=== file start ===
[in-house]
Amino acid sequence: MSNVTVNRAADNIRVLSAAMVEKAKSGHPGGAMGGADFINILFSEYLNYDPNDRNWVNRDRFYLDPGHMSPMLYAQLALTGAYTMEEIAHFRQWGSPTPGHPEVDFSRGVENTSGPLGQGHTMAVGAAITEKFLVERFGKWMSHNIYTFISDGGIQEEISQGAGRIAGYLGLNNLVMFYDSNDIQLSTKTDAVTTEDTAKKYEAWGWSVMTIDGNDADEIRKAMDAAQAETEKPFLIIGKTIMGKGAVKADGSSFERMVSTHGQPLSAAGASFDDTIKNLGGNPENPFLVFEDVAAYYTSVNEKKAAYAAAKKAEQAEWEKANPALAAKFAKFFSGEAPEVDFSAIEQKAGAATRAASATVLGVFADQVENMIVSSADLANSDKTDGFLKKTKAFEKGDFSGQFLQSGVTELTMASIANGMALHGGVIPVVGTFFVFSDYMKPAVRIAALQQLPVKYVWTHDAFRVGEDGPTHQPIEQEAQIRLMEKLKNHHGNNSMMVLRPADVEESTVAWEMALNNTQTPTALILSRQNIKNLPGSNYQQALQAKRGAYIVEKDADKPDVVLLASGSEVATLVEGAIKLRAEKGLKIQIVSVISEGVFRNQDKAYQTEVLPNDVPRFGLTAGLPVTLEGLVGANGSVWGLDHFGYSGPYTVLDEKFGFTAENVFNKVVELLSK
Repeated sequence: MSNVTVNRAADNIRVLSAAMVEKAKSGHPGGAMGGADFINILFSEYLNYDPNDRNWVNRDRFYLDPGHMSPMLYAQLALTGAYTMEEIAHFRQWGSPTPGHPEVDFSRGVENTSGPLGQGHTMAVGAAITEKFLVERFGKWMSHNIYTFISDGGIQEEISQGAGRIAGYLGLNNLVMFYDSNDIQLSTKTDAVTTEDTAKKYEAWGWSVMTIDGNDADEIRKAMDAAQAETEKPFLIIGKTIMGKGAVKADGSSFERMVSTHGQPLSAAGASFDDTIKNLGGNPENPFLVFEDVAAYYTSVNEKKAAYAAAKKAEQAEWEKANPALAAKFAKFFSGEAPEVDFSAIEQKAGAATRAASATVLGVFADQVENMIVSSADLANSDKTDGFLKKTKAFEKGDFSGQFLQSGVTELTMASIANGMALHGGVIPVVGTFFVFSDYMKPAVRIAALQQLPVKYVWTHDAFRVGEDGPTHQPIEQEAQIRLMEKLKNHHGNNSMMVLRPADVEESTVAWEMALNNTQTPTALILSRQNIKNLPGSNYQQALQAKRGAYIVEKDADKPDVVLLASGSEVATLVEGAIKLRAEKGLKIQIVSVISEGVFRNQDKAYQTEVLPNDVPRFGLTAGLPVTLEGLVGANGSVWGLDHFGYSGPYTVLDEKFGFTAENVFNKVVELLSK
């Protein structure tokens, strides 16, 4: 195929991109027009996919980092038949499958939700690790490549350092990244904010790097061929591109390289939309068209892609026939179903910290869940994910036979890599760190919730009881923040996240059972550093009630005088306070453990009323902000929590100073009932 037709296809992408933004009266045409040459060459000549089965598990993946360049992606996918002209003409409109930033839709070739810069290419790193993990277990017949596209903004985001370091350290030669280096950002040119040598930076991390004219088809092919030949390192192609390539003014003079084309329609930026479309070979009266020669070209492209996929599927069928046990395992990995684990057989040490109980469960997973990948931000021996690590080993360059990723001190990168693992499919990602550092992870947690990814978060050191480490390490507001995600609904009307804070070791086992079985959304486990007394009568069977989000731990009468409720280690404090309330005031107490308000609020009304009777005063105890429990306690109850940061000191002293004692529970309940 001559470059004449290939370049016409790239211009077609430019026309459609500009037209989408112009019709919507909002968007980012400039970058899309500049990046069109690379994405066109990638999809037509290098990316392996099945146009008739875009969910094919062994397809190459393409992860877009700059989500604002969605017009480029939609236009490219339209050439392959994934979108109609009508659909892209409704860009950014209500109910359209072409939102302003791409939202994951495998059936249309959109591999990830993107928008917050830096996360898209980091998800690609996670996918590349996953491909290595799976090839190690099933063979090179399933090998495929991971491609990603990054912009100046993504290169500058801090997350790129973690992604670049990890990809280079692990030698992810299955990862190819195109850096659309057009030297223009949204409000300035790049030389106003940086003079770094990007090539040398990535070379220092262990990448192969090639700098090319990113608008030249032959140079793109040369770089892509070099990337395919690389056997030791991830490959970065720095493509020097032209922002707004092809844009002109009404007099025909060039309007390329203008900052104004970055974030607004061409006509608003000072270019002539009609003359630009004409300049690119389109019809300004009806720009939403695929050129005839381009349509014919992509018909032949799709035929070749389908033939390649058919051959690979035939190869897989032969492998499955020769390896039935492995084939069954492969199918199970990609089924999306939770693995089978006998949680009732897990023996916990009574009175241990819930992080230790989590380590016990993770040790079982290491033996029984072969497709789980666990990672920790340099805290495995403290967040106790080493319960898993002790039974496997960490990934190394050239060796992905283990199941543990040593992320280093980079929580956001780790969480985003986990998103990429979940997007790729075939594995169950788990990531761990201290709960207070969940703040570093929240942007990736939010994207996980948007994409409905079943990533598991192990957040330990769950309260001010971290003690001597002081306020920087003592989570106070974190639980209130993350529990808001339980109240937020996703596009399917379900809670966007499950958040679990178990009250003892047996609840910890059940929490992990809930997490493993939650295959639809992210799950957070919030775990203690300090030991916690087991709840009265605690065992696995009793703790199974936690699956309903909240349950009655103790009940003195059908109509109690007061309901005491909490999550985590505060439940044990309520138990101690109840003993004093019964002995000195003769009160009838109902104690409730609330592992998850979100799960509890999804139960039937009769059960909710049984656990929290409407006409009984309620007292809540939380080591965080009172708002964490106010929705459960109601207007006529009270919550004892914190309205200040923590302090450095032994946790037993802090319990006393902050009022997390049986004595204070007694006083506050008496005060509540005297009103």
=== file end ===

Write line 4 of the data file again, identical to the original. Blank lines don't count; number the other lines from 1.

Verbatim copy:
């Protein structure tokens, strides 16, 4: 195929991109027009996919980092038949499958939700690790490549350092990244904010790097061929591109390289939309068209892609026939179903910290869940994910036979890599760190919730009881923040996240059972550093009630005088306070453990009323902000929590100073009932 037709296809992408933004009266045409040459060459000549089965598990993946360049992606996918002209003409409109930033839709070739810069290419790193993990277990017949596209903004985001370091350290030669280096950002040119040598930076991390004219088809092919030949390192192609390539003014003079084309329609930026479309070979009266020669070209492209996929599927069928046990395992990995684990057989040490109980469960997973990948931000021996690590080993360059990723001190990168693992499919990602550092992870947690990814978060050191480490390490507001995600609904009307804070070791086992079985959304486990007394009568069977989000731990009468409720280690404090309330005031107490308000609020009304009777005063105890429990306690109850940061000191002293004692529970309940 001559470059004449290939370049016409790239211009077609430019026309459609500009037209989408112009019709919507909002968007980012400039970058899309500049990046069109690379994405066109990638999809037509290098990316392996099945146009008739875009969910094919062994397809190459393409992860877009700059989500604002969605017009480029939609236009490219339209050439392959994934979108109609009508659909892209409704860009950014209500109910359209072409939102302003791409939202994951495998059936249309959109591999990830993107928008917050830096996360898209980091998800690609996670996918590349996953491909290595799976090839190690099933063979090179399933090998495929991971491609990603990054912009100046993504290169500058801090997350790129973690992604670049990890990809280079692990030698992810299955990862190819195109850096659309057009030297223009949204409000300035790049030389106003940086003079770094990007090539040398990535070379220092262990990448192969090639700098090319990113608008030249032959140079793109040369770089892509070099990337395919690389056997030791991830490959970065720095493509020097032209922002707004092809844009002109009404007099025909060039309007390329203008900052104004970055974030607004061409006509608003000072270019002539009609003359630009004409300049690119389109019809300004009806720009939403695929050129005839381009349509014919992509018909032949799709035929070749389908033939390649058919051959690979035939190869897989032969492998499955020769390896039935492995084939069954492969199918199970990609089924999306939770693995089978006998949680009732897990023996916990009574009175241990819930992080230790989590380590016990993770040790079982290491033996029984072969497709789980666990990672920790340099805290495995403290967040106790080493319960898993002790039974496997960490990934190394050239060796992905283990199941543990040593992320280093980079929580956001780790969480985003986990998103990429979940997007790729075939594995169950788990990531761990201290709960207070969940703040570093929240942007990736939010994207996980948007994409409905079943990533598991192990957040330990769950309260001010971290003690001597002081306020920087003592989570106070974190639980209130993350529990808001339980109240937020996703596009399917379900809670966007499950958040679990178990009250003892047996609840910890059940929490992990809930997490493993939650295959639809992210799950957070919030775990203690300090030991916690087991709840009265605690065992696995009793703790199974936690699956309903909240349950009655103790009940003195059908109509109690007061309901005491909490999550985590505060439940044990309520138990101690109840003993004093019964002995000195003769009160009838109902104690409730609330592992998850979100799960509890999804139960039937009769059960909710049984656990929290409407006409009984309620007292809540939380080591965080009172708002964490106010929705459960109601207007006529009270919550004892914190309205200040923590302090450095032994946790037993802090319990006393902050009022997390049986004595204070007694006083506050008496005060509540005297009103």